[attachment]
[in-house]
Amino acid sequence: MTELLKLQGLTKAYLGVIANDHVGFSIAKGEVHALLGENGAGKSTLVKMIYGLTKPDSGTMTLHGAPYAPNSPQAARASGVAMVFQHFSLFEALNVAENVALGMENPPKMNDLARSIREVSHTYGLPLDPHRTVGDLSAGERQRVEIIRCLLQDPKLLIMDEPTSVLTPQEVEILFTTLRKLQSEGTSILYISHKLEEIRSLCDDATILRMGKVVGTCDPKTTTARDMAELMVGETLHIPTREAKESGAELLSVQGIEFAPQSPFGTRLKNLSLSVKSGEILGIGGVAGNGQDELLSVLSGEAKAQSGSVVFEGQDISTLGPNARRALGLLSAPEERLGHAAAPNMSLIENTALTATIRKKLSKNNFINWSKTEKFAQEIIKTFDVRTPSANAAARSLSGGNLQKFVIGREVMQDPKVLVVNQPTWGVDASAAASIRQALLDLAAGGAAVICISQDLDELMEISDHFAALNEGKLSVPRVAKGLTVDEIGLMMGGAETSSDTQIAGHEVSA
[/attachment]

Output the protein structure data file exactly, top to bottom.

[in-house]
Amino acid sequence: MTELLKLQGLTKAYLGVIANDHVGFSIAKGEVHALLGENGAGKSTLVKMIYGLTKPDSGTMTLHGAPYAPNSPQAARASGVAMVFQHFSLFEALNVAENVALGMENPPKMNDLARSIREVSHTYGLPLDPHRTVGDLSAGERQRVEIIRCLLQDPKLLIMDEPTSVLTPQEVEILFTTLRKLQSEGTSILYISHKLEEIRSLCDDATILRMGKVVGTCDPKTTTARDMAELMVGETLHIPTREAKESGAELLSVQGIEFAPQSPFGTRLKNLSLSVKSGEILGIGGVAGNGQDELLSVLSGEAKAQSGSVVFEGQDISTLGPNARRALGLLSAPEERLGHAAAPNMSLIENTALTATIRKKLSKNNFINWSKTEKFAQEIIKTFDVRTPSANAAARSLSGGNLQKFVIGREVMQDPKVLVVNQPTWGVDASAAASIRQALLDLAAGGAAVICISQDLDELMEISDHFAALNEGKLSVPRVAKGLTVDEIGLMMGGAETSSDTQIAGHEVSA